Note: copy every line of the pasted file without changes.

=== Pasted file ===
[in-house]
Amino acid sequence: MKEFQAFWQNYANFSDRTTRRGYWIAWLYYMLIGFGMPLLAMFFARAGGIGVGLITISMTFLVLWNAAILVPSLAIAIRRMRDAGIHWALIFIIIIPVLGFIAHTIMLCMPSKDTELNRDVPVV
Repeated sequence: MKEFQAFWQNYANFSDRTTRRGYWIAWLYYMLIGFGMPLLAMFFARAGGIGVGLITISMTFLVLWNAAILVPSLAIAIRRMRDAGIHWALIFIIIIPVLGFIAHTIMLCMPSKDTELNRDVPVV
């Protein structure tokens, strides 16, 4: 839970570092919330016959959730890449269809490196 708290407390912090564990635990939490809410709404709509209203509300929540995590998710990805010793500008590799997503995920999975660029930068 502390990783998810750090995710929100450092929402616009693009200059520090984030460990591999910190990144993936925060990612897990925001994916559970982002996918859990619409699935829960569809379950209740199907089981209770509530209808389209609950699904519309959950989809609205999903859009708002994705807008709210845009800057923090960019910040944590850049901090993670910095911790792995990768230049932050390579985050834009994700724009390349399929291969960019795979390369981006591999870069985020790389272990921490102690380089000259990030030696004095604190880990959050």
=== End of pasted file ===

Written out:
[in-house]
Amino acid sequence: MKEFQAFWQNYANFSDRTTRRGYWIAWLYYMLIGFGMPLLAMFFARAGGIGVGLITISMTFLVLWNAAILVPSLAIAIRRMRDAGIHWALIFIIIIPVLGFIAHTIMLCMPSKDTELNRDVPVV
Repeated sequence: MKEFQAFWQNYANFSDRTTRRGYWIAWLYYMLIGFGMPLLAMFFARAGGIGVGLITISMTFLVLWNAAILVPSLAIAIRRMRDAGIHWALIFIIIIPVLGFIAHTIMLCMPSKDTELNRDVPVV
């Protein structure tokens, strides 16, 4: 839970570092919330016959959730890449269809490196 708290407390912090564990635990939490809410709404709509209203509300929540995590998710990805010793500008590799997503995920999975660029930068 502390990783998810750090995710929100450092929402616009693009200059520090984030460990591999910190990144993936925060990612897990925001994916559970982002996918859990619409699935829960569809379950209740199907089981209770509530209808389209609950699904519309959950989809609205999903859009708002994705807008709210845009800057923090960019910040944590850049901090993670910095911790792995990768230049932050390579985050834009994700724009390349399929291969960019795979390369981006591999870069985020790389272990921490102690380089000259990030030696004095604190880990959050």